The Marvel Villain Problem Explained
3. Team Ups And Screen Time
The Avengers also inspired a thirst for superhero teams, something which Phase 2 movies revelled in. Though protagonists in this genre rarely ever work in isolation - even Chris Nolan’s Batman operates alongside a duo of trusted advisors in Alfred and Lucius - sidekicks and teams became far more popular after Joss Whedon’s game-changer. That obviously manifested in squads of heroes like the Guardians of the Galaxy getting their own movies, but it also affected solo flicks, such as Iron Man 3 giving larger roles to Pepper Potts and War Machine, or Captain America: The Winter Soldier teaming Steve up with Black Widow and Falcon.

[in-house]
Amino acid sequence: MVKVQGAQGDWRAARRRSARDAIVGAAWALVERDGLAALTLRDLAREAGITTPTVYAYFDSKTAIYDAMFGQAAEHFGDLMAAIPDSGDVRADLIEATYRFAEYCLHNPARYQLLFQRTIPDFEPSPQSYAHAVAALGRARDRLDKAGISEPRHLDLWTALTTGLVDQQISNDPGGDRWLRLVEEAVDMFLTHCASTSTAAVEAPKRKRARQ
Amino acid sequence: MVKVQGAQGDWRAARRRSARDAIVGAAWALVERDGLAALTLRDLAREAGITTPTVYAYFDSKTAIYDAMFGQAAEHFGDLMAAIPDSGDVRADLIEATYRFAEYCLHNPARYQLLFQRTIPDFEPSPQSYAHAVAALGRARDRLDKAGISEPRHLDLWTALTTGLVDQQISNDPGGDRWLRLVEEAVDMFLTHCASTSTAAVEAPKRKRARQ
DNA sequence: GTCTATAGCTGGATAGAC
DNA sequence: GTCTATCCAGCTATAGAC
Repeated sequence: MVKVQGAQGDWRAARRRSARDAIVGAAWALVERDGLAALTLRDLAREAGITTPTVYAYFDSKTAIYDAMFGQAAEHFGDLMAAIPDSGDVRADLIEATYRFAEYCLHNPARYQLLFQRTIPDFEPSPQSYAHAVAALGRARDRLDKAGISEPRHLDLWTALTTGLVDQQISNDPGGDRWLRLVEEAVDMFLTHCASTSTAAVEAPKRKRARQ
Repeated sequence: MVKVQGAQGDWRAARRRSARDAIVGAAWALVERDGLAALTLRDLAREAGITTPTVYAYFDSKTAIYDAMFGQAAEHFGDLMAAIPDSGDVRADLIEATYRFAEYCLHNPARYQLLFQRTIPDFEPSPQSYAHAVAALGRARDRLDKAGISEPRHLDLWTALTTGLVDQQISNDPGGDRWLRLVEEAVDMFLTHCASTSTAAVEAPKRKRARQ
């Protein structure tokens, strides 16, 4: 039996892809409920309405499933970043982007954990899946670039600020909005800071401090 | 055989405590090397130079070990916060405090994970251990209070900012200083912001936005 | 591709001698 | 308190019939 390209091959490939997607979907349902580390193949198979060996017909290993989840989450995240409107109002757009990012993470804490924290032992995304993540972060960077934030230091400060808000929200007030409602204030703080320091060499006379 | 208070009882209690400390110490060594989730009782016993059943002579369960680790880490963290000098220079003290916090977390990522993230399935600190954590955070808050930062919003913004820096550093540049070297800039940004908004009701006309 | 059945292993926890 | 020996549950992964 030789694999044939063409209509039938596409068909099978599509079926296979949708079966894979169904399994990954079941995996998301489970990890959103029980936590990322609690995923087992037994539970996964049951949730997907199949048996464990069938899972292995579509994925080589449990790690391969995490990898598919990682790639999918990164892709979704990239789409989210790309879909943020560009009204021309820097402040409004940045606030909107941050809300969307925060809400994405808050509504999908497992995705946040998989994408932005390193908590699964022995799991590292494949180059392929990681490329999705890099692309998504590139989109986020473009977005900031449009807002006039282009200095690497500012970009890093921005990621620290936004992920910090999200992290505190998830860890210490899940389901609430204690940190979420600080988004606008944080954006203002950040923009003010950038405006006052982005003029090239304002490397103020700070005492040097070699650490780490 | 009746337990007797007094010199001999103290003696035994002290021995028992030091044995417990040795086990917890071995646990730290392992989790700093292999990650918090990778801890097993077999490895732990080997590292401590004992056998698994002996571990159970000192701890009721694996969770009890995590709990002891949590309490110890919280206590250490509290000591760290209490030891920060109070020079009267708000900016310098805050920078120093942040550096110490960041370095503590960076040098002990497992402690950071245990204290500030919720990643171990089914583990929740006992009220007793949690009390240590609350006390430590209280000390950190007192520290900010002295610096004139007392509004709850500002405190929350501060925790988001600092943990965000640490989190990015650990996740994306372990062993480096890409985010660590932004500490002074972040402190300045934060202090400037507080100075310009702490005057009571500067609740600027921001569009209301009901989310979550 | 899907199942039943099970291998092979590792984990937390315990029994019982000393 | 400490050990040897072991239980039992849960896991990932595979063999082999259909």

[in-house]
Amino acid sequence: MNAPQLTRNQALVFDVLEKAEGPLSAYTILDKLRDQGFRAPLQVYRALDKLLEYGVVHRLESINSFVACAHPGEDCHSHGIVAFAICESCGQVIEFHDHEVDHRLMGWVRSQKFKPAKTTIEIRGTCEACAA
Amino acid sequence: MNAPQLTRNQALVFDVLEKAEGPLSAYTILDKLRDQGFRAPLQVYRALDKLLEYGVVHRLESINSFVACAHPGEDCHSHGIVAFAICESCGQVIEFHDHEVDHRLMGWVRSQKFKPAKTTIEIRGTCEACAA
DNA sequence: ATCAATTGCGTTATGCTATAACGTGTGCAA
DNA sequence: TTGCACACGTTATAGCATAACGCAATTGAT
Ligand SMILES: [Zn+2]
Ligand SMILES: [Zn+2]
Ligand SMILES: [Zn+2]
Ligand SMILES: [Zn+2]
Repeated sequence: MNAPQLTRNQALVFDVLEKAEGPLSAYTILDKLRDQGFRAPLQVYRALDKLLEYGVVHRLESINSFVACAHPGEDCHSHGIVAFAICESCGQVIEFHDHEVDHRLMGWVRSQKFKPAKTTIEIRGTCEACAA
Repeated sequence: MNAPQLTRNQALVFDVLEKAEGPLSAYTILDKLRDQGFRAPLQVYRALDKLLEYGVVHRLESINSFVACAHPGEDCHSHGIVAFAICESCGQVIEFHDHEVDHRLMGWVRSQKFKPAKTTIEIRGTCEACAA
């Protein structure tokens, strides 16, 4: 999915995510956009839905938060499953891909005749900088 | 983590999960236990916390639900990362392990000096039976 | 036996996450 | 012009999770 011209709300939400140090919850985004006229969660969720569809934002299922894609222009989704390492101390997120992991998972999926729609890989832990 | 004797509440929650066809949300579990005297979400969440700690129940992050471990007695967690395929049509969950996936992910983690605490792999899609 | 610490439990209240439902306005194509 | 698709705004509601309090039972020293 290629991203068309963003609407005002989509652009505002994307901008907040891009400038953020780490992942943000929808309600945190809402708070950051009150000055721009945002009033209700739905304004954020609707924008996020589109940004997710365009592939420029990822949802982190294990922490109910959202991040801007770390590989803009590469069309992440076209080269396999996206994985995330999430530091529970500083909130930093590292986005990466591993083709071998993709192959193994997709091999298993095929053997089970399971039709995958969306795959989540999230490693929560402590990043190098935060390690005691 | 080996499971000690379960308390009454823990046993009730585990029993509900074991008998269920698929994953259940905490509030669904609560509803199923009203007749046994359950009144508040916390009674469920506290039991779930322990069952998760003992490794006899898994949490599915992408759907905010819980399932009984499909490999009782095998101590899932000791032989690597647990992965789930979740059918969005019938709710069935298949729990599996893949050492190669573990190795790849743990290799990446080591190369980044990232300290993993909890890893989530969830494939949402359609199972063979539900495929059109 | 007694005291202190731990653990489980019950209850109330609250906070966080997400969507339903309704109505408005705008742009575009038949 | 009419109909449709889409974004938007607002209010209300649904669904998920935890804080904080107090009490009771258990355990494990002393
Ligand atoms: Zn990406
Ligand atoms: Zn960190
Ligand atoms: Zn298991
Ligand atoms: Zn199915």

By making the relationship between the heroes the anchor of these Phase 2 movies, as well as the increase in henchman battles, it was sort of inevitable that the actual villains would be pushed out. That’s not speculation either, if you look at the screen time of all characters across Phase 1 and 2, the antagonists are the ones hit the most.
For reference, villains averaged 20 minutes across the early movies, with the likes of Loki and Obadiah Stane getting 21 and 22 minutes on screen respectively. Cut to Phase 2 and that time is more than halved, with Thor: The Dark World’s Malekeith having a paltry 8 minutes on screen, while Guardians of the Galaxy’s Ronan enjoyed a mere 7. It didn’t help that of this small screen time, the heroes rarely ever actually interact with the villain either, and when they do turn up it's in an action scene or to deliver exposition. They’re kept at arm’s length, not being allowed to develop a proper dynamic and only clash at the very end.